Remote Control Overview

Take Control

One of the concerns of some organizations have about their workforce going remote is a drop in productivity. Instead of engaging in focused work for 8 hours a day within a controlled environment. One of the unspoken fears is that workers might become distracted from work and engage in developing their culinary prowess and instead of preparing for a meeting, they make themselves busy perfecting a blueberry scone recipe or finally get a spot on the leader board in their favorite online multi-player game.

The fact is remote work, with a trained workforce, can enhance productivity and increase employee morale.  Often a workforce is held captive in a traditional office environment, but they take time for visits to the break room, restroom, celebrating co-workers achievements or birthdays, walks around the grounds, chit chat and other non-work related activities. Professional standards (norms of behavior) can be established to ensure employees understand how they are expected to perform and operate in a remote environment.

For managers who are accustomed to having all employees in the building, the transition to remote work can be unsettling and frustrating. They have legitimate concerns about the productivity and accountability of their remote employees. However, most lack the knowledge, tools, and support that they need to maintain employee productivity from a distance.    

To address the needs and concerns of your managers, we at WorkforceRemote.org have created a three-step process that we call Remote Control 

Remote Control

Let’s explore some initial strategies to make your organization remote ready to support a distributed workforce. Access the video or read the transcript below to learn more.

Note: In this demo, you will experience an excerpt of a  recording of a webinar presentation.  Media within the course do not consist of webinar recordings.

Play Video

Introduction to Remote Work Challenges

Let’s take a quiz! Woo-Hoo! Take a good look at what this employee is doing and answer this question: This employee is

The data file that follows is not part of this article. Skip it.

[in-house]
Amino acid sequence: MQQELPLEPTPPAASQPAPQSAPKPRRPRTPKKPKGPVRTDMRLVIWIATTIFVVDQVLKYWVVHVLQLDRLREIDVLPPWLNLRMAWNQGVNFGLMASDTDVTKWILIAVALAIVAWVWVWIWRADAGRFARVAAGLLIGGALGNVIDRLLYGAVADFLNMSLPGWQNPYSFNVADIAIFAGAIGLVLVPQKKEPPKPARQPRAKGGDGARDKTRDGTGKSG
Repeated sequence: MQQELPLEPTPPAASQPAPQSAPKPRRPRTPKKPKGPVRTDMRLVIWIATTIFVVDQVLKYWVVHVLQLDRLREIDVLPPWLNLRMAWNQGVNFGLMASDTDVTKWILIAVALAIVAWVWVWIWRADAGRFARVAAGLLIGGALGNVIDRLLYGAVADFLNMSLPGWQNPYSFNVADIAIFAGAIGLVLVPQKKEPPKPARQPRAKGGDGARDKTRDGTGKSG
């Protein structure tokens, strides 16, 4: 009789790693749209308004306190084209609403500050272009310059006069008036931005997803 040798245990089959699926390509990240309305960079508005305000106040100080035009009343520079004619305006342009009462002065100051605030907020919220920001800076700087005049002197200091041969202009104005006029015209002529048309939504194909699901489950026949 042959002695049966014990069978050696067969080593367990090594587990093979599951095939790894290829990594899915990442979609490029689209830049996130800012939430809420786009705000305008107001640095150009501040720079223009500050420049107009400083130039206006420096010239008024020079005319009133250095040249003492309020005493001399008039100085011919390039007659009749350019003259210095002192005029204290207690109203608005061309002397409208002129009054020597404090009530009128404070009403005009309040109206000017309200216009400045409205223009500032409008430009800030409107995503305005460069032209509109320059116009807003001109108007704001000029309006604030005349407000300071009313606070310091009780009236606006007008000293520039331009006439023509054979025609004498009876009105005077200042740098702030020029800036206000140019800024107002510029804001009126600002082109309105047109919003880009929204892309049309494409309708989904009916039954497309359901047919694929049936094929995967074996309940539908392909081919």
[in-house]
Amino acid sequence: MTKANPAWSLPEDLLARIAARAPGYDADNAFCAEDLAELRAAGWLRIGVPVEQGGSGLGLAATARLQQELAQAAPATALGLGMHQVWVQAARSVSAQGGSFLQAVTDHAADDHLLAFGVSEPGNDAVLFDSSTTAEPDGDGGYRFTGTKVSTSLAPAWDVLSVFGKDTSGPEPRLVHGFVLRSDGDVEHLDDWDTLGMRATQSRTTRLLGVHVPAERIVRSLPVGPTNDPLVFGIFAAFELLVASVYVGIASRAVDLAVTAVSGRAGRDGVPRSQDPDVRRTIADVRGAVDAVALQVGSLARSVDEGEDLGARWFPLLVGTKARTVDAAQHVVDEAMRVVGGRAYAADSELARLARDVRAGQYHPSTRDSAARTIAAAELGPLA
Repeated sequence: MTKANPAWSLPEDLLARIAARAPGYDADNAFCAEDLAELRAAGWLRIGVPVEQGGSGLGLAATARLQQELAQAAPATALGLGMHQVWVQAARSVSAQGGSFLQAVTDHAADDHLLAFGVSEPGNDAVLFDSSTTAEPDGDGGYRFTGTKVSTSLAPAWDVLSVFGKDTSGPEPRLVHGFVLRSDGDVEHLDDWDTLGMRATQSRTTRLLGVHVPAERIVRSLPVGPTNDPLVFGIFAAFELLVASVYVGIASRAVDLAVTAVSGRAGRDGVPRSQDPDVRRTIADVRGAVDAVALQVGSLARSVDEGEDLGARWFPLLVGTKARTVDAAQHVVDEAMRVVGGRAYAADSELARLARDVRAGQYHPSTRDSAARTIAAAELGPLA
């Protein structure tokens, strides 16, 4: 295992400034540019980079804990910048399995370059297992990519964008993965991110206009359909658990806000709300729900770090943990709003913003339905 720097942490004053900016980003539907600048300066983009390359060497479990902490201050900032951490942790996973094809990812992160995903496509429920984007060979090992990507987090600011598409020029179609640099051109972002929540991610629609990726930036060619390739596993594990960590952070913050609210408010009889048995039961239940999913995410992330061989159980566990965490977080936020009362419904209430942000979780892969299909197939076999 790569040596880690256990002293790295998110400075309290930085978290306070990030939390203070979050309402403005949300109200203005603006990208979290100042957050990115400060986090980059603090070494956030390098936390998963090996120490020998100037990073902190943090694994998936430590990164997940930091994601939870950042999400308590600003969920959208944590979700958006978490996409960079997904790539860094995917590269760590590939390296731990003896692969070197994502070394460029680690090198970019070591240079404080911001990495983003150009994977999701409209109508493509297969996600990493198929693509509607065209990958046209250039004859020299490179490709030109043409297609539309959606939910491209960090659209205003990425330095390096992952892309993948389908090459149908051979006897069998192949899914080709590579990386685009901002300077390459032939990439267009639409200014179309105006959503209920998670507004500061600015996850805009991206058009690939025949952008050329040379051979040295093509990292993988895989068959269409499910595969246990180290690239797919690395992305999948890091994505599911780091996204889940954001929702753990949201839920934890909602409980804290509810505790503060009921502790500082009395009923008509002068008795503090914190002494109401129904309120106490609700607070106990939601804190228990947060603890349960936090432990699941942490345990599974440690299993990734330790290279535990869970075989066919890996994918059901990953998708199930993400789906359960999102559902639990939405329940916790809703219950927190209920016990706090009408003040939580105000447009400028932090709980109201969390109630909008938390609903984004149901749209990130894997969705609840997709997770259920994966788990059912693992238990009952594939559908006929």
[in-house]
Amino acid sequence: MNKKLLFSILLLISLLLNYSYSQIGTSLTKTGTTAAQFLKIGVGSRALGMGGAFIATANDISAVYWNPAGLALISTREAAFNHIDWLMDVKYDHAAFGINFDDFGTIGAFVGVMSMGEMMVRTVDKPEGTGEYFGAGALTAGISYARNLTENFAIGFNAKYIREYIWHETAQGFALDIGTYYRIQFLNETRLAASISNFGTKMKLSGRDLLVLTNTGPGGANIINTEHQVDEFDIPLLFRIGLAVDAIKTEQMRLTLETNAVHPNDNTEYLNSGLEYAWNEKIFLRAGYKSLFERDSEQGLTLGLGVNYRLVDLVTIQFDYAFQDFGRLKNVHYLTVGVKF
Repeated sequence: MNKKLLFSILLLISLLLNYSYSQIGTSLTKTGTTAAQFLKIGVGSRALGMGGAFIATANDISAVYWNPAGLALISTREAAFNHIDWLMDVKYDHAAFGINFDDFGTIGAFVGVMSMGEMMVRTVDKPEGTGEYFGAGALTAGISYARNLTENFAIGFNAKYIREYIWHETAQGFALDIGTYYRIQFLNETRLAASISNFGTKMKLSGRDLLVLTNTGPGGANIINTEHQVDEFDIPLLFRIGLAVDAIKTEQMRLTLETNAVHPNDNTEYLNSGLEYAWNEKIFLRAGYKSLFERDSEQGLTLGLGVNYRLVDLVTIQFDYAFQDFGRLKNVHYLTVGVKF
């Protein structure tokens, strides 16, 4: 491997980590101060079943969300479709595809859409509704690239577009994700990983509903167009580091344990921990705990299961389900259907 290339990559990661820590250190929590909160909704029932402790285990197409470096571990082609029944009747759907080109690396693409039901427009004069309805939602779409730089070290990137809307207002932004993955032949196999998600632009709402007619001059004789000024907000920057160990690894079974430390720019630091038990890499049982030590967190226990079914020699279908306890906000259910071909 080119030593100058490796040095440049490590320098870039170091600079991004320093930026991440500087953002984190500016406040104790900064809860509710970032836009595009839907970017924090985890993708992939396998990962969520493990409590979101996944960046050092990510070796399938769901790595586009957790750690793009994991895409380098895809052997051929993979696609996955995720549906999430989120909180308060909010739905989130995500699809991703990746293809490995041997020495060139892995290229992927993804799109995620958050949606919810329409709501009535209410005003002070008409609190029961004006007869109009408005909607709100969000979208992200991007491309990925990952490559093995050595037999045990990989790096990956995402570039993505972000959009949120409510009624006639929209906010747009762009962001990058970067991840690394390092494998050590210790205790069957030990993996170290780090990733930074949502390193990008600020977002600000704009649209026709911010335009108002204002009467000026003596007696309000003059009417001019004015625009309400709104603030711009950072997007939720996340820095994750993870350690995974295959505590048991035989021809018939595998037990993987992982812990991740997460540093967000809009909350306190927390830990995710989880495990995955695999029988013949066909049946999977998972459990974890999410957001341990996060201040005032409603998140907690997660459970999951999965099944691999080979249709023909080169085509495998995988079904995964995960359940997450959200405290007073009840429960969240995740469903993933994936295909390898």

• A) at home
    • B) in the office,
    • C) you’ll never know where this employee is.


The answer is C, you’ll never know where this employee is because some employees are going to waste time wherever they are.

The Importance of Trust in Remote Work

Not every employee is a good fit for remote work. If you have an employee you do not trust in the office, don’t let that employee work remotely. Trust is a crucial element in the remote work equation, dictating not only who should be allowed to work remotely but also how they should be managed.

Monitoring Productivity Among Remote Workers

For your other employees, the good workers, you do have a legitimate question in asking, how can I know if remote employees are really working? When you’re on-site in your office, you have better things to do than monitor your employees to make sure they are working. In the physical office building, you measure productivity without directly observing everything workers do.

Introducing Workforce Remote Control

You can do the same for remote employees. We at Workforce Remote.org have created Workforce Remote Control, a leadership protocol that gives you control over key aspects of the remote work environment. This innovative approach adapts classic management principles to the unique challenges and opportunities presented by remote work.

To access the next lesson, select the title in the course menu (left side of the page).